Travelling students’ Lwandle stop

2019-03-21 06:00
The Semester at Sea students with the local learners and staff of Lwandle Migrant Labour Museum during their visit earlier this week.PHOTOS: MZWANELE MKALIPI

The Semester at Sea students with the local learners and staff of Lwandle Migrant Labour Museum during their visit earlier this week.PHOTOS: MZWANELE MKALIPI

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The Lwandle Migrant Labour Museum welcomes close to 4 500 local and international tourists each year.

It was no different when Semester at Sea students, mainly from the USA, toured the museum, Hostel 33 (a provincial heritage site) and the Lwandle community on Monday 18 March.

The students had been on the road since January, when they left their countries of origin and visited Mexico and Japan before their stop in Mzansi. They will next visit Ghana on their tour.

The Semester at Sea programme takes students on a voyage across the globe. Founded in 1963, it is now managed by the Institute for Shipboard Education in Fort Collins, Colorado in the US. Colorado State University (CSU) is the current academic sponsor of the programme, which is run from a cruise ship.

Recent statistics show the programme has been successfully completed by nearly 63 000 undergraduate students from more than 1 500 colleges and universities since its inception.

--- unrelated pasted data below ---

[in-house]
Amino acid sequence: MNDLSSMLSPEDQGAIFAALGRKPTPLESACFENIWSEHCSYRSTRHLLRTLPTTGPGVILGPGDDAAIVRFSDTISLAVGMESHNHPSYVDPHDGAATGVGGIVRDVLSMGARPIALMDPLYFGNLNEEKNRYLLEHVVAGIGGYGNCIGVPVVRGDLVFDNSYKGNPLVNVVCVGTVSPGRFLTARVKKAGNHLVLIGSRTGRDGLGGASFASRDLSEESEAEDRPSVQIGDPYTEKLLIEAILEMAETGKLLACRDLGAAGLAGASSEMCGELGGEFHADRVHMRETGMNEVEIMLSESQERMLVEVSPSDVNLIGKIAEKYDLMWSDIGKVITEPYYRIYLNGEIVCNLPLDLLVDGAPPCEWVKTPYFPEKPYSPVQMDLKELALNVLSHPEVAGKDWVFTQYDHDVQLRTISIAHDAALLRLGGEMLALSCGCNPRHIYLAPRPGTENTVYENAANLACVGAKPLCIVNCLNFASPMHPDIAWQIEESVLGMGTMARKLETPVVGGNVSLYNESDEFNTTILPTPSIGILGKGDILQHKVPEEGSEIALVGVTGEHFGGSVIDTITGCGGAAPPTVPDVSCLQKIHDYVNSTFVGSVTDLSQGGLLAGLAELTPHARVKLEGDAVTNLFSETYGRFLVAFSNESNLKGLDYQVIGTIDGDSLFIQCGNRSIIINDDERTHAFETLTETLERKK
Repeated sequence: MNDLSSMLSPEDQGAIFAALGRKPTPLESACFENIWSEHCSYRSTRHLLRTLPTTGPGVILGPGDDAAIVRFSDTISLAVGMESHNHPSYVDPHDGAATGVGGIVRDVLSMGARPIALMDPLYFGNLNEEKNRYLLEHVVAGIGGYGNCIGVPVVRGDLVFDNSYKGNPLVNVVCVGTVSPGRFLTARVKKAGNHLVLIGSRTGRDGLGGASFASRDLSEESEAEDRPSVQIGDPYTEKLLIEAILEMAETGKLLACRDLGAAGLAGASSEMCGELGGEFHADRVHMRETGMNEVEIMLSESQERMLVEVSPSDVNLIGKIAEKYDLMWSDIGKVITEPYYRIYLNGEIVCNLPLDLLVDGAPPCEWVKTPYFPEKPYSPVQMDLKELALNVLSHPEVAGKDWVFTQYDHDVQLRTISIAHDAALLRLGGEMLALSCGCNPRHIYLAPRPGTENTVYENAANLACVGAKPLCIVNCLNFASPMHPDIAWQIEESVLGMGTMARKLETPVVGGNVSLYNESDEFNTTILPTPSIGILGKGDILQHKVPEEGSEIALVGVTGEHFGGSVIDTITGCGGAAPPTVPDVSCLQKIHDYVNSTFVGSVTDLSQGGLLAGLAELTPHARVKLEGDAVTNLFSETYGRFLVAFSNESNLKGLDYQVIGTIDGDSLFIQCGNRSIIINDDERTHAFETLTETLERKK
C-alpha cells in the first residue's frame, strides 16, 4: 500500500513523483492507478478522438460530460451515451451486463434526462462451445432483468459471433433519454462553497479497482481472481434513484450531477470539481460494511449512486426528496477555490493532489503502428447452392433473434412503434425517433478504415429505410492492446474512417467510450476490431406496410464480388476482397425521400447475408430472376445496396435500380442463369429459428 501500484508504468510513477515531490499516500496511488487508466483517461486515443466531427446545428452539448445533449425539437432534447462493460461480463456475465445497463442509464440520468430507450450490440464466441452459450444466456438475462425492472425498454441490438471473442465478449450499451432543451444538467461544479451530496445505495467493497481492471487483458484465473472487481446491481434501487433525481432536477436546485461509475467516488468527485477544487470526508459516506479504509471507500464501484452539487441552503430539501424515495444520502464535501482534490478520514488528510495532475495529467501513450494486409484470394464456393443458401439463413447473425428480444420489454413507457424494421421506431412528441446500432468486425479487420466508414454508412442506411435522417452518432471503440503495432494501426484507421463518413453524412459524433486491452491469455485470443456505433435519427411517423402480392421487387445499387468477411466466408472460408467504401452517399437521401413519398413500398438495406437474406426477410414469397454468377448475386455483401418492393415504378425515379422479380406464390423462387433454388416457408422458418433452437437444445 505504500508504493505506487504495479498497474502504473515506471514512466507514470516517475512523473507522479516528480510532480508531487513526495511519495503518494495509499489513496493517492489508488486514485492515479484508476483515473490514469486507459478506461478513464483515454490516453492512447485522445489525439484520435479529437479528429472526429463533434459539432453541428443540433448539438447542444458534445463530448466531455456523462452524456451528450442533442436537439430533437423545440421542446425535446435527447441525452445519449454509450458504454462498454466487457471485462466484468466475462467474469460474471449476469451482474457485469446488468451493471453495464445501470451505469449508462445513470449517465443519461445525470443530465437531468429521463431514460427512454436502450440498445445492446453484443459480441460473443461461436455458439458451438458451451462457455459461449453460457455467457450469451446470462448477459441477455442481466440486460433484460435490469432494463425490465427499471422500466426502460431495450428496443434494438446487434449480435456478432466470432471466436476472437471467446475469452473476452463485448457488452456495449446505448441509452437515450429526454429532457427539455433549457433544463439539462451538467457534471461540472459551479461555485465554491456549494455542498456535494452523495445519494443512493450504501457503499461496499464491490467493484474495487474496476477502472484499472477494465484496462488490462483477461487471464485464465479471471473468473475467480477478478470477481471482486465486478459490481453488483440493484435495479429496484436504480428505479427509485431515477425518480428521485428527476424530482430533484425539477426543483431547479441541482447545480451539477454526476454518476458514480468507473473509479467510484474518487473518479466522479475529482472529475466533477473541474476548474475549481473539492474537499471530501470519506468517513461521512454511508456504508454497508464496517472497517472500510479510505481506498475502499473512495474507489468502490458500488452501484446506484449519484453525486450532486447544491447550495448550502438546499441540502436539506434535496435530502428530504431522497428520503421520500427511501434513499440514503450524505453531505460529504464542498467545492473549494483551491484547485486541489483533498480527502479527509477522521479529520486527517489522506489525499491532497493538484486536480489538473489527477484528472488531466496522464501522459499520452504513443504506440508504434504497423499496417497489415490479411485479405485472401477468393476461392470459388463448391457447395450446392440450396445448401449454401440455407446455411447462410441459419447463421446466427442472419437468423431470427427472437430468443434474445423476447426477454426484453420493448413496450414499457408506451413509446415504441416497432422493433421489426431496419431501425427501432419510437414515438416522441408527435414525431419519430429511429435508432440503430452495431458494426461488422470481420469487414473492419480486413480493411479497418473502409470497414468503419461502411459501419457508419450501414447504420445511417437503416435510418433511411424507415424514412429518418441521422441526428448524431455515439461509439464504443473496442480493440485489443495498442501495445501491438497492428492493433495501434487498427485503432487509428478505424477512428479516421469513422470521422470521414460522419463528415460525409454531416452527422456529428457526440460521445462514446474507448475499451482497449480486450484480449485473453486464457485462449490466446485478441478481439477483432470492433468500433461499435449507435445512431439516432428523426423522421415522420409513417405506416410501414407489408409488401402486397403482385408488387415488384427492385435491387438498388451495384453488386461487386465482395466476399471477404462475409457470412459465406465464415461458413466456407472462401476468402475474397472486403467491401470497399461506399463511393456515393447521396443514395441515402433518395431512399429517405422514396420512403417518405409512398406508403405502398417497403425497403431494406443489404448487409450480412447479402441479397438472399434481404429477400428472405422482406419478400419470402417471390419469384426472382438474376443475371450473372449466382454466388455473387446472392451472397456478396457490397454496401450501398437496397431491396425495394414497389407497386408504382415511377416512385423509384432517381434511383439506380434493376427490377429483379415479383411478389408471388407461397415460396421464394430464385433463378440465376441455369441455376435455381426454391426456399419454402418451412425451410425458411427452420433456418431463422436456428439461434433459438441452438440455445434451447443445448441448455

For some of the students, this experience is a once-in-a-lifetime opportunity and the first time they travelled outside their country of origin. What’s more, it provides them with a chance to experience different cultures and to interact with people from other continents.

Associate Professor Lisa Daunhauer of the CSU’s Department of Human Development and Family Studies described the tour group’s museum visit as “very special”, as it focused on the history of people, an aspect she deals with in her discipline.

“This is one of the richest museums we have been privileged to visit, and this is definitely an enriching experience for the students from various disciplines in the Semester at Sea programme,” she said.

Student Nicole Destefano said the tour of Lwandle, the museum and the hostels was “an eye opener”. “I’m happy to be part of this class, touring other continents to see what it is all about,” the 20-year-old said, adding she was pleasantly surprised by the sunny weather in South Africa.

Masa Soko, the museum’s manager, said its brand is growing through such visits from students. She believes tourists returning to experience the offerings again means they are impressed by their quality.

“They started coming to the museum in 2015, and have been visiting ever since,” she said. “This shows they see value in the museum, not only locally but internationally too,” she said.

The Semester at Sea group were in SA for a few more days before embarking for Ghana, and then home again.


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